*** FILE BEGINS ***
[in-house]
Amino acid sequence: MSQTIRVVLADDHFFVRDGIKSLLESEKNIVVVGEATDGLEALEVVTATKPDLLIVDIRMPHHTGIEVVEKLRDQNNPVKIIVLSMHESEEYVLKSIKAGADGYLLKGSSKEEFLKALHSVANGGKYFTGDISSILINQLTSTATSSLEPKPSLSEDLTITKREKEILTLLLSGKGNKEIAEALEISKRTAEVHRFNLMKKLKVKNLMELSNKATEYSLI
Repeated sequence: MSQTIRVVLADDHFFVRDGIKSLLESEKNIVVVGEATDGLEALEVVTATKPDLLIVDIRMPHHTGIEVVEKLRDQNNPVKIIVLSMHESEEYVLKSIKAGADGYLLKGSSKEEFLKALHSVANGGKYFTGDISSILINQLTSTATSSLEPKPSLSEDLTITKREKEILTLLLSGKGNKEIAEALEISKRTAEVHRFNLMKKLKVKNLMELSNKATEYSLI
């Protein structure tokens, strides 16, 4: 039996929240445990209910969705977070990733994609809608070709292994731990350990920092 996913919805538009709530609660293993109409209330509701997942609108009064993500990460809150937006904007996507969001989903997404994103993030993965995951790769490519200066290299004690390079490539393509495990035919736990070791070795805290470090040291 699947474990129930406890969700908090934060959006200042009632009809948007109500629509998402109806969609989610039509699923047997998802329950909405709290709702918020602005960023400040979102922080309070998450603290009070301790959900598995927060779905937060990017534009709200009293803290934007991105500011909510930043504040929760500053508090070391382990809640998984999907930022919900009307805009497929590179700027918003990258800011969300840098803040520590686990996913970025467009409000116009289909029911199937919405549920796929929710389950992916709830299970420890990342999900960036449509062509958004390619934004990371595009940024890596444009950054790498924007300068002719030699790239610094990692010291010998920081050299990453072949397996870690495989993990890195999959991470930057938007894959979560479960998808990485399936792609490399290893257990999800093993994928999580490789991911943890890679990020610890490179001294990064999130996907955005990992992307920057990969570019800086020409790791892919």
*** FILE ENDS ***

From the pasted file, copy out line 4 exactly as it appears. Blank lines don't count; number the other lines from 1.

């Protein structure tokens, strides 16, 4: 039996929240445990209910969705977070990733994609809608070709292994731990350990920092 996913919805538009709530609660293993109409209330509701997942609108009064993500990460809150937006904007996507969001989903997404994103993030993965995951790769490519200066290299004690390079490539393509495990035919736990070791070795805290470090040291 699947474990129930406890969700908090934060959006200042009632009809948007109500629509998402109806969609989610039509699923047997998802329950909405709290709702918020602005960023400040979102922080309070998450603290009070301790959900598995927060779905937060990017534009709200009293803290934007991105500011909510930043504040929760500053508090070391382990809640998984999907930022919900009307805009497929590179700027918003990258800011969300840098803040520590686990996913970025467009409000116009289909029911199937919405549920796929929710389950992916709830299970420890990342999900960036449509062509958004390619934004990371595009940024890596444009950054790498924007300068002719030699790239610094990692010291010998920081050299990453072949397996870690495989993990890195999959991470930057938007894959979560479960998808990485399936792609490399290893257990999800093993994928999580490789991911943890890679990020610890490179001294990064999130996907955005990992992307920057990969570019800086020409790791892919």